Comparative Analysis of Phytochemical and Antimicrobial effects of Extracts of some Local Herbs on Selected Pathogenic Organisms1

CHIOMA, Okorea, OGECHUKWU, Mbanefoa, BRIGHT, Onyekwere b, ASSUMPTA, Ugenyia, AGAPTUS, Ozurumbaa, ULOMA, Nwaehiria and CHIMAHHALAM, Akueshia

a Biology Department, Federal Polytechnic Nekede Owerri, Imo State, Nigeria, Africa. E-mail: chiomakore@gmail.com
b Chemistry Department, Federal Polytechnic Nekede Owerri, Imo State, Nigeria, Africa

Abstract This study principally focused on three medicinal plants (Vernonia amygdalina, Gongronema latifolium and Ocimum basilicum) for their phytochemical and antimicrobial qualities against some microorganisms. The samples were collected locally from Nekede in Owerri West Local Government Area of Imo State, Nigeria and analyzed using standard microbiological procedures. The phytochemical compositions were evaluated using direct chemical composition and thin layer chromatography. The result showed that the leaf extracts of Vernonia amygdalina, Gongronema latifolium and Ocimum basilicum possess the phytochemicals: tannins, saponins, alkaloids, flavonoids, cardiac glycosides, cynogenic glycosides. The active components of the leaf samples were extracted using solvent extraction technique. The solvents used are acetone and ethanol. The method described by Akerele et al., 2008) was used to extract the bioactive components from the powdered samples. The methods of Akerele et al.,(2008) was slightly modified. The modification was based on Doughari and Manzara (2008). The antimicrobial efficacies of the extracts were tested against Klebsiella pnuemonea, Escherichia coli, Staphylococcus aureus, Pseudomonas aeruginosa, using disc diffusion method. The Minimum Inhibitory Concentration of each was also ascertained. The result showed that acetone and ethanol extracts of Vernonia amygdalina had highest zones of inhibition on Klebsiella pnuemonea, Pseudomonas aeruginosa was intermediate. E .coli and Staph aureus were resistant to the low concentrations used. Acetone and ethanolic extracts of Ocimum basilicum had highest inhibition on Pseudomonas aeruginosa, intermediate on Klebsiella pnuemonea and Staphylococcus aureus and with highest on E.coli. Acetone and ethanolic extracts of Gongronema latifolium showed that Klebsiella pnuemonea, E. coli, Staphylococcus aureus were sensitive to it but Pseudomonas aeruginosa was intermediate to it. Therefore the study suggests the possible exploration of these plants as sources of natural product for future use in the management of multi-drug resistant pathogens such as E. coli, Klebsiella pnuemonea, Staphylococcus aureus and P. aeruginosa that cause wide range of infections.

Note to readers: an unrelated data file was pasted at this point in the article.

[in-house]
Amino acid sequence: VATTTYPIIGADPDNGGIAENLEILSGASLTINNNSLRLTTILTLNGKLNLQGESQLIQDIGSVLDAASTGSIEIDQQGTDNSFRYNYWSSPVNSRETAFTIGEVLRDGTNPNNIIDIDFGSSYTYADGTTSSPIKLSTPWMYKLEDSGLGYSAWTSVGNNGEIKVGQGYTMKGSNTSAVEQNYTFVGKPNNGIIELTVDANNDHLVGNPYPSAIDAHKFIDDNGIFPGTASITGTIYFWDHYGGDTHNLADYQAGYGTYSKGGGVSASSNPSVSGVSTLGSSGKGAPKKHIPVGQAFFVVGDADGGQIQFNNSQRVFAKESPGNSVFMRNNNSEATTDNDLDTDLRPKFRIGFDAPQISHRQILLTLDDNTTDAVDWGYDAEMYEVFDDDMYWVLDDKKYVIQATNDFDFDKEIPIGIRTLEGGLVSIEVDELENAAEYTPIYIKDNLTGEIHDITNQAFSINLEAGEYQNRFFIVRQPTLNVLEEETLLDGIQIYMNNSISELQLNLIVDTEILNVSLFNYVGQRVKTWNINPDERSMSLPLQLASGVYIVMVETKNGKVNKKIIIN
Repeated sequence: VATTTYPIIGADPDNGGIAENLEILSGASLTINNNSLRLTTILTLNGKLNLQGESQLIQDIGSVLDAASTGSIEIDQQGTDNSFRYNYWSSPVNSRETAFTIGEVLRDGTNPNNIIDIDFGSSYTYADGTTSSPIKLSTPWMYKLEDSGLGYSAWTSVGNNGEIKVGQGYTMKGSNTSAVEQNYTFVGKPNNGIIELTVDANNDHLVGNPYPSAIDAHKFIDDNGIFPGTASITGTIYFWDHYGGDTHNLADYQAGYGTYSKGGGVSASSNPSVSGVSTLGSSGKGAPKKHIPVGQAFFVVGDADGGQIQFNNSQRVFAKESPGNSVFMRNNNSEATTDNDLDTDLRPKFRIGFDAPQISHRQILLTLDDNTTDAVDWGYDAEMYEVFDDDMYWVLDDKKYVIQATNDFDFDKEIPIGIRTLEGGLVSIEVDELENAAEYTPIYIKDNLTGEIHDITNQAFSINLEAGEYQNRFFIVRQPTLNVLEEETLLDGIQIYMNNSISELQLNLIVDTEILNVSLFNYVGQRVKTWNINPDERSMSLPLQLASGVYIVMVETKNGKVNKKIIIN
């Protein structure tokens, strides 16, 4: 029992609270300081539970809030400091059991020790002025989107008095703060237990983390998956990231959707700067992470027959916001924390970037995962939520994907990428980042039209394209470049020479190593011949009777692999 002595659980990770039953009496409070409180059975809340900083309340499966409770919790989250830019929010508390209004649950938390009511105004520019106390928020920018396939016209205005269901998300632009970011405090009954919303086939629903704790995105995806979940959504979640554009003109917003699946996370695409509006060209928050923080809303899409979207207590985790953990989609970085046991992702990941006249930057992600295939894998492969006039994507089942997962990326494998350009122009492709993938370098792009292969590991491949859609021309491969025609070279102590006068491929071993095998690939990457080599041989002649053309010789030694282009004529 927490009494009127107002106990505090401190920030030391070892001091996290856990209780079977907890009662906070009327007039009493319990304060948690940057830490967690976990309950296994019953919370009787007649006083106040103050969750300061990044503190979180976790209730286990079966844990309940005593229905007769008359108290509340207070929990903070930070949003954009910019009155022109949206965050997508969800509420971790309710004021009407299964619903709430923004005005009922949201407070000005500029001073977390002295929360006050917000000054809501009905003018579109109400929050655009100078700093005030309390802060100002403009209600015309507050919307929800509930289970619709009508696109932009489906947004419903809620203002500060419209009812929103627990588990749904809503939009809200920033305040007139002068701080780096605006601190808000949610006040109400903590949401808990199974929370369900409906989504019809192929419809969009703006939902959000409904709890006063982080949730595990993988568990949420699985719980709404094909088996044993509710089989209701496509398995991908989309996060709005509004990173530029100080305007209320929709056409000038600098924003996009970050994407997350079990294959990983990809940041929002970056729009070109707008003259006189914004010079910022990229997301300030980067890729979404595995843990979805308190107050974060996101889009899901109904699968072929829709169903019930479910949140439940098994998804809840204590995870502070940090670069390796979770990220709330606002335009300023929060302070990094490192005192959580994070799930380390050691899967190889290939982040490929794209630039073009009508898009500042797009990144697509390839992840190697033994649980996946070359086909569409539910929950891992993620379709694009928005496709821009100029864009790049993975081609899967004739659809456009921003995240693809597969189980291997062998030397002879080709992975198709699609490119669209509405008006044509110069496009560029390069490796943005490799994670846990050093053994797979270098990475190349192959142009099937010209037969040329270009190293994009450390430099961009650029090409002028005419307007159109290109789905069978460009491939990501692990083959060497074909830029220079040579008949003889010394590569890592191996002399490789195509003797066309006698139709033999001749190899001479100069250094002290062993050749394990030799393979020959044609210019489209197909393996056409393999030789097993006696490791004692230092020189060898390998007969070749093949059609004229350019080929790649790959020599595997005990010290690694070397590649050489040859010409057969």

Keywords phytochemicals, antimicrobial, Vernonia amygdalina, Gongronema latifolium, Ocimum basilicum,pathogenic organisms.

1  Introduction

1.1  Vernonia amygdalina

Vernonia amygdalina is a valuable medicinal plant that is widespread in East and West Africa (Burkill, 1985). It is known as bitter leaf, due to its characteristics bitter taste and flavor, and may be used as an active anticancer (Izevbigie, 2003),antibacterial, antimalaria agent (Tadesse et al., 1993). This plant contains complex active components that are pharmacologically useful. The bitterness is caused by sesquiterpene lactones (e.g. vernodalin, vernolepin and vernomygdin) and steroid glucosides (vernoniosides). Some of these compounds have significant antiparasitic activity, especially vernodalin and vernonioside B1 (Calixto, 2000; Smith, 2008; Finar, 2008). Vernolepin showed platelet anti-aggregating properties. Vernodalin and vernomygdin have cytotoxicactivity (Calixto, 2000).

1.2  Ocimum basilicum

Ocimum basilicum has been reported to be active against several species of bacteria and fungi (Nwosu, 1995; Nakaruma et al., 1999). It is known as sweet basil. The various basils have such different scents because the herb has a number of different essential oils that come together in different proportions for various breeds. The strong clove scent of sweet basil is derived from eugenol, the same chemical as actual cloves (Pessoa et al., 2002). African blue basil has a strong camphor smell because it contains camphor and camphene in higher proportions (Bozin et al., 2006).

1.3  Gongronema latifolium